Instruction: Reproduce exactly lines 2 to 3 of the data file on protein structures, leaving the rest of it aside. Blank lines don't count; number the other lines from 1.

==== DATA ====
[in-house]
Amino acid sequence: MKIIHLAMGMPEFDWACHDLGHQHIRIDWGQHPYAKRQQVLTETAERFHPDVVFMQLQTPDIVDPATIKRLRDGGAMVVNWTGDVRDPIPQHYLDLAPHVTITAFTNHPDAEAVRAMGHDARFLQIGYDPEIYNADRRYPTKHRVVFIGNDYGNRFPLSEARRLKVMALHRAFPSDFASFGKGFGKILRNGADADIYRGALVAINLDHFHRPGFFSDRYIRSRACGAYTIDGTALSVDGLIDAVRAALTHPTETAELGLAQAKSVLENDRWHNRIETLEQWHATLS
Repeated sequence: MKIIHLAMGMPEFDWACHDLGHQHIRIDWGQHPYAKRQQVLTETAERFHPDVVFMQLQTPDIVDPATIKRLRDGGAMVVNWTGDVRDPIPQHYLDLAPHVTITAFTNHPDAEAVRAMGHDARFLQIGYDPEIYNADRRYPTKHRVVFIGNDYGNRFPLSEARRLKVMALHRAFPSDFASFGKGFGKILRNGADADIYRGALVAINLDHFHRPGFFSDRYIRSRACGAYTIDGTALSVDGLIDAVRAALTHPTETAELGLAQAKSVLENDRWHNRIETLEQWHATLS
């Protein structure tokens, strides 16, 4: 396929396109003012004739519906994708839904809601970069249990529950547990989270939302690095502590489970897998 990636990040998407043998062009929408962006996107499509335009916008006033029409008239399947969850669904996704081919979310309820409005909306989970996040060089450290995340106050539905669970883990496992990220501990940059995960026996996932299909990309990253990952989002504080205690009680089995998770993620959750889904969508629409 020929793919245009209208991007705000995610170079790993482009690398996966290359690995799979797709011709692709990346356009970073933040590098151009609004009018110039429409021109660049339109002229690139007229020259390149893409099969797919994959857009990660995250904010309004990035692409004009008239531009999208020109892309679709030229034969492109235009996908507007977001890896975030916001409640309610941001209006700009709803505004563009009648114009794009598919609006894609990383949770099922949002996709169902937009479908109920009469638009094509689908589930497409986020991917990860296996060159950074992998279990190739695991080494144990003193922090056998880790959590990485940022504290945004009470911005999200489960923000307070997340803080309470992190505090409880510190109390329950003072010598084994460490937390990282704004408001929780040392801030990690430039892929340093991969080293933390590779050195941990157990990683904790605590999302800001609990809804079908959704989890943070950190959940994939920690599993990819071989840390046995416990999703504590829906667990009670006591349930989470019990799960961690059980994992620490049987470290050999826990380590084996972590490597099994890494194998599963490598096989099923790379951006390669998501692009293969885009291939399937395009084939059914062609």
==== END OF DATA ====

Amino acid sequence: MKIIHLAMGMPEFDWACHDLGHQHIRIDWGQHPYAKRQQVLTETAERFHPDVVFMQLQTPDIVDPATIKRLRDGGAMVVNWTGDVRDPIPQHYLDLAPHVTITAFTNHPDAEAVRAMGHDARFLQIGYDPEIYNADRRYPTKHRVVFIGNDYGNRFPLSEARRLKVMALHRAFPSDFASFGKGFGKILRNGADADIYRGALVAINLDHFHRPGFFSDRYIRSRACGAYTIDGTALSVDGLIDAVRAALTHPTETAELGLAQAKSVLENDRWHNRIETLEQWHATLS
Repeated sequence: MKIIHLAMGMPEFDWACHDLGHQHIRIDWGQHPYAKRQQVLTETAERFHPDVVFMQLQTPDIVDPATIKRLRDGGAMVVNWTGDVRDPIPQHYLDLAPHVTITAFTNHPDAEAVRAMGHDARFLQIGYDPEIYNADRRYPTKHRVVFIGNDYGNRFPLSEARRLKVMALHRAFPSDFASFGKGFGKILRNGADADIYRGALVAINLDHFHRPGFFSDRYIRSRACGAYTIDGTALSVDGLIDAVRAALTHPTETAELGLAQAKSVLENDRWHNRIETLEQWHATLS